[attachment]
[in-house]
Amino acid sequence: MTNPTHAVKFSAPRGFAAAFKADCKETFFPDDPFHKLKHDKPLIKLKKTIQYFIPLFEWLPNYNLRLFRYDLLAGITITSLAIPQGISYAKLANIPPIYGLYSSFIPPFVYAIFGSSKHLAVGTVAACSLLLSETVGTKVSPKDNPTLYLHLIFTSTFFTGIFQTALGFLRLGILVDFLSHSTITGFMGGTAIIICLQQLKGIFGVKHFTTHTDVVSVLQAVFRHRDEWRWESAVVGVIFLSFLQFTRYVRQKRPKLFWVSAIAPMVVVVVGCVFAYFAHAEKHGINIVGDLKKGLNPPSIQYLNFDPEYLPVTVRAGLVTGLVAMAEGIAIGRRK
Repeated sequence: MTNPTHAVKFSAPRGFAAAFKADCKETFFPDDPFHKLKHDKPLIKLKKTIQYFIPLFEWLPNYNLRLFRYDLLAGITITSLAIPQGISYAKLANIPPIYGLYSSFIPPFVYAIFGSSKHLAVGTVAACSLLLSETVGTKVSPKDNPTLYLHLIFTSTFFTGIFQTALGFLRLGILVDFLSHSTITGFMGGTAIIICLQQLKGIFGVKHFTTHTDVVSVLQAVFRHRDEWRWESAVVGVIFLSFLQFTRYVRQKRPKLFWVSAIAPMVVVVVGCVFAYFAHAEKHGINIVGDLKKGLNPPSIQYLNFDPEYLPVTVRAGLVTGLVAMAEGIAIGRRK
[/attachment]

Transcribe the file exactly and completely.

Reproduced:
[in-house]
Amino acid sequence: MTNPTHAVKFSAPRGFAAAFKADCKETFFPDDPFHKLKHDKPLIKLKKTIQYFIPLFEWLPNYNLRLFRYDLLAGITITSLAIPQGISYAKLANIPPIYGLYSSFIPPFVYAIFGSSKHLAVGTVAACSLLLSETVGTKVSPKDNPTLYLHLIFTSTFFTGIFQTALGFLRLGILVDFLSHSTITGFMGGTAIIICLQQLKGIFGVKHFTTHTDVVSVLQAVFRHRDEWRWESAVVGVIFLSFLQFTRYVRQKRPKLFWVSAIAPMVVVVVGCVFAYFAHAEKHGINIVGDLKKGLNPPSIQYLNFDPEYLPVTVRAGLVTGLVAMAEGIAIGRRK
Repeated sequence: MTNPTHAVKFSAPRGFAAAFKADCKETFFPDDPFHKLKHDKPLIKLKKTIQYFIPLFEWLPNYNLRLFRYDLLAGITITSLAIPQGISYAKLANIPPIYGLYSSFIPPFVYAIFGSSKHLAVGTVAACSLLLSETVGTKVSPKDNPTLYLHLIFTSTFFTGIFQTALGFLRLGILVDFLSHSTITGFMGGTAIIICLQQLKGIFGVKHFTTHTDVVSVLQAVFRHRDEWRWESAVVGVIFLSFLQFTRYVRQKRPKLFWVSAIAPMVVVVVGCVFAYFAHAEKHGINIVGDLKKGLNPPSIQYLNFDPEYLPVTVRAGLVTGLVAMAEGIAIGRRK